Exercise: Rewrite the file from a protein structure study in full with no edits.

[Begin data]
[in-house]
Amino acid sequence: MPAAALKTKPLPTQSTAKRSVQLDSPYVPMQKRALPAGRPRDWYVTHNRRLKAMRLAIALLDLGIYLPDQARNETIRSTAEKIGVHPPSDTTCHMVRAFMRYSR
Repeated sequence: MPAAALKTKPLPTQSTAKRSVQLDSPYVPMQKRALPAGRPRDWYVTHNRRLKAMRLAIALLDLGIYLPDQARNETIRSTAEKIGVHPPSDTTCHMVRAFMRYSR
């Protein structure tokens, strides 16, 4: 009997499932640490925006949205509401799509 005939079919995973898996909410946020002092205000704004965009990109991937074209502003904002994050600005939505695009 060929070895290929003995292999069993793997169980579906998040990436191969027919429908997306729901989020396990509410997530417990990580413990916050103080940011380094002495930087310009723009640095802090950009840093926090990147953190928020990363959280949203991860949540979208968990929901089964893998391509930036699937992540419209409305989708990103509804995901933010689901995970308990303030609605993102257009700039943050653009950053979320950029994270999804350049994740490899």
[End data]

[in-house]
Amino acid sequence: MPAAALKTKPLPTQSTAKRSVQLDSPYVPMQKRALPAGRPRDWYVTHNRRLKAMRLAIALLDLGIYLPDQARNETIRSTAEKIGVHPPSDTTCHMVRAFMRYSR
Repeated sequence: MPAAALKTKPLPTQSTAKRSVQLDSPYVPMQKRALPAGRPRDWYVTHNRRLKAMRLAIALLDLGIYLPDQARNETIRSTAEKIGVHPPSDTTCHMVRAFMRYSR
């Protein structure tokens, strides 16, 4: 009997499932640490925006949205509401799509 005939079919995973898996909410946020002092205000704004965009990109991937074209502003904002994050600005939505695009 060929070895290929003995292999069993793997169980579906998040990436191969027919429908997306729901989020396990509410997530417990990580413990916050103080940011380094002495930087310009723009640095802090950009840093926090990147953190928020990363959280949203991860949540979208968990929901089964893998391509930036699937992540419209409305989708990103509804995901933010689901995970308990303030609605993102257009700039943050653009950053979320950029994270999804350049994740490899």